Owner-Built Home. You may have been dreaming of a log cabin made from the trees on your property, or a budget shelter constructed from scavenged materials. But the county zoning board might consider it illegal for you to build your own home unless you are capable of meeting every detail of a conventional building code. So find out for sure if you can do it yourself and under what limitations. Incidentally, many homesteaders bring in a cheap used trailer house, or do build their own. Use your land wisely. Don't cover up a fifth of your land with a big expensive sprawling house and another big hunk with lawn that's mostly there to look at. Keep your house small and use that land like a real farmer with a big garden and animals in a pasture.
Home-Based Business. You may have an idea for starting a business at home, but the zoning for your area may not permit that, or there may be some highly inconvenient restrictions or taxes on such businesses. Find out before you sink money into it.
Covenants. Frank advised, "When buying in a 'subdivision' or in an already laid-out area, be sure you check for covenants upon future owners to restrict what they will build. There have been covenants where only one family could occupy a building, or only one house be built per 10 acres, or even that you can't have a pig on the property."
Balloon Payment. "Read the fine print of any contract," Frank warned, "and have your own lawyer do that also. And never sign a contract that contains a balloon payment clause unless you understand it. For example, I knew a fellow who bought an apartment house for $62,000 with payments of just $500 a month. He knew it was a good deal, but it never worried him until after 8 years, when he went to his lawyer to ask what the `balloon payment' was that the contract said was coming due in 2 years. His lawyer explained that the `balloon payment' meant the entire rest of the principal and interest became due and payable on that date, 2 years from then. So he lost the apartment house and everything he had invested in it. Most of his payments had been going for interest, so he hadn't yet paid off enough principal to have acquired enough `equity' for the bank to be willing to loan him any money to make the balloon payment."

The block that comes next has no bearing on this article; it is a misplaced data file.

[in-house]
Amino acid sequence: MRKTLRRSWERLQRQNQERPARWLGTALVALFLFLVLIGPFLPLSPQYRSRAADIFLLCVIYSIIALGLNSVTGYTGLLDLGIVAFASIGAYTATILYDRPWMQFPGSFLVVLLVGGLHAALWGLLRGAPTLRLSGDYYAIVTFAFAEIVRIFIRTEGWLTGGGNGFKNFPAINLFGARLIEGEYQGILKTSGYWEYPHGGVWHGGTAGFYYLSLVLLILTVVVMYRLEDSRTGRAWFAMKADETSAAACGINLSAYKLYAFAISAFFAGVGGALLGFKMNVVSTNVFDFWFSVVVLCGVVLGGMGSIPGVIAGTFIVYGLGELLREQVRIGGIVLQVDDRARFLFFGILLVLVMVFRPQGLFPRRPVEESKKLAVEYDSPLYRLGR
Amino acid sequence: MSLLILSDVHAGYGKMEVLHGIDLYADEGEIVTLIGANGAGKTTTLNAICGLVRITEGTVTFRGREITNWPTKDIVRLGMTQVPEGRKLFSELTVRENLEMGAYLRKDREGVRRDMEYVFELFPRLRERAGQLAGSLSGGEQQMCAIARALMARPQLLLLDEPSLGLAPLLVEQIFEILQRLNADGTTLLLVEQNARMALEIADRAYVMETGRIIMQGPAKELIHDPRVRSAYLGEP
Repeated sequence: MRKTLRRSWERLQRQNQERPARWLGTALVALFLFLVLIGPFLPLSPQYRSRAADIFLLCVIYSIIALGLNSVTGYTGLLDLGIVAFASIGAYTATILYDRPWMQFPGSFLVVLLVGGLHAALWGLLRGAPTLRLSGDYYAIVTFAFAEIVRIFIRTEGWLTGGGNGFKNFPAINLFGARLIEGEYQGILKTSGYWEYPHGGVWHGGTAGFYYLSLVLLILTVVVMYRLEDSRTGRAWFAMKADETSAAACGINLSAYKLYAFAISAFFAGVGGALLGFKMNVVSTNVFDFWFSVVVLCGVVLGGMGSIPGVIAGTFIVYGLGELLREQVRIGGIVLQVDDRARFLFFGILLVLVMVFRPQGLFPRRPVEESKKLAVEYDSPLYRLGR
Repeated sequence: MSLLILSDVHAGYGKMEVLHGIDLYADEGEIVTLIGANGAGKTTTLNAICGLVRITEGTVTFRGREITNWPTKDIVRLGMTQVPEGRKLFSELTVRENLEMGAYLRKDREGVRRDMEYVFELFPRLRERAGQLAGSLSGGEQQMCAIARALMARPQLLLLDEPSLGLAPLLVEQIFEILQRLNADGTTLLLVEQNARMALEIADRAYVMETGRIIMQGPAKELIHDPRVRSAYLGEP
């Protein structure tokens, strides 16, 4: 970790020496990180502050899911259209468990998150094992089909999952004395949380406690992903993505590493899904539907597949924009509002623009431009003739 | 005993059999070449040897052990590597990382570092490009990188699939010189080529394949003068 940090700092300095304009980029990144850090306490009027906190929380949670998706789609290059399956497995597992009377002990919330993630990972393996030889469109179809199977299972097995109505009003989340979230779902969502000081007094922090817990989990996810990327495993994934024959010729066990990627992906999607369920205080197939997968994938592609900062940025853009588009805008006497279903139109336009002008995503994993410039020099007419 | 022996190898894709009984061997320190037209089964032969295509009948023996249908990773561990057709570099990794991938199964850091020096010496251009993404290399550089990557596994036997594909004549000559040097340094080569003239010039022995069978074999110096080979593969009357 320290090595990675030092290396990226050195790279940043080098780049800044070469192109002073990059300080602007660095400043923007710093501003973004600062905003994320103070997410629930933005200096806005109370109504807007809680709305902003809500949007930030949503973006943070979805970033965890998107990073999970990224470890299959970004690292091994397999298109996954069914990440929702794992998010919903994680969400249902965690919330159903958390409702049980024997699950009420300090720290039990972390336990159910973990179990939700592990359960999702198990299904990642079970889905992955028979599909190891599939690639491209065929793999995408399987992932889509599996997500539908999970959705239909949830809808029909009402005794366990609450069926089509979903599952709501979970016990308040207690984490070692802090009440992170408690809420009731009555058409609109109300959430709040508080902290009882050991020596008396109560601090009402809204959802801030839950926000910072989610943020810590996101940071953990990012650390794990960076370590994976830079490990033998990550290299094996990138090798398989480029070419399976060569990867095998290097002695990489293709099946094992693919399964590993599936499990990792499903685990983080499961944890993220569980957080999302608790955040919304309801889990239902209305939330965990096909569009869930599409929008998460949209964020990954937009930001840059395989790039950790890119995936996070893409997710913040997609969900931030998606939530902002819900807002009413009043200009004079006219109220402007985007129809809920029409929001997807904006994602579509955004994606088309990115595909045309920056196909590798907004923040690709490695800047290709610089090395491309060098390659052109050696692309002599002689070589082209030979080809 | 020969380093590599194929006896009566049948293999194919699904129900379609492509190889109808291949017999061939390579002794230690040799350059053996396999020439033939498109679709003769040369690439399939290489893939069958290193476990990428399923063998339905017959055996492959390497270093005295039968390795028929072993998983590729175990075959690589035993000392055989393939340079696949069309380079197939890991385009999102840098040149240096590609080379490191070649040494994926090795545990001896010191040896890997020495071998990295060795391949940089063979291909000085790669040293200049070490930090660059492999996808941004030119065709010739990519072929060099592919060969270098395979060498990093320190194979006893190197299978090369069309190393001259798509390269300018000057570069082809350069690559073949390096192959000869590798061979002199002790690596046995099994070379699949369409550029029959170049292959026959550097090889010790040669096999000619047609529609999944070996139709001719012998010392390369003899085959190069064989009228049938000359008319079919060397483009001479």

Title Search and Title Insurance. A title search determines whether there are any liens, water rights, back taxes, judgments, etc., against the property. A title company will do this search for you for a reasonable fee. Another worthwhile expenditure is for title insurance. Frank, teller of cautionary real estate tales, said: "Another friend of mine didn't worry about getting title insurance for the property he had just bought. It was a piece of land in the center of a block. He had his own private driveway; no one else came in and out of there. He lived on it for three years. Then one morning his neighbor had built a fence across his driveway. He went to the sheriff and to the county. What he discovered was that his driveway was entirely under the control of the other owner. It took a long court battle and almost as much in legal fees as he had paid for the house to secure a permanent, open easement to his property."
ASK! Asking questions, many questions of many sources, is the essence of wise buying. Be very conservative and careful in your dealing. You're going to have to live with this real estate contract a long time. Double-check everything the owner or real estate agent tells you with other sources.
1. Ask the Agriculture Stabilization and Conservation Service (ASCS); it's a government agency that gives free advice. Or ask your county extension agent if you have a choice. The agent may even be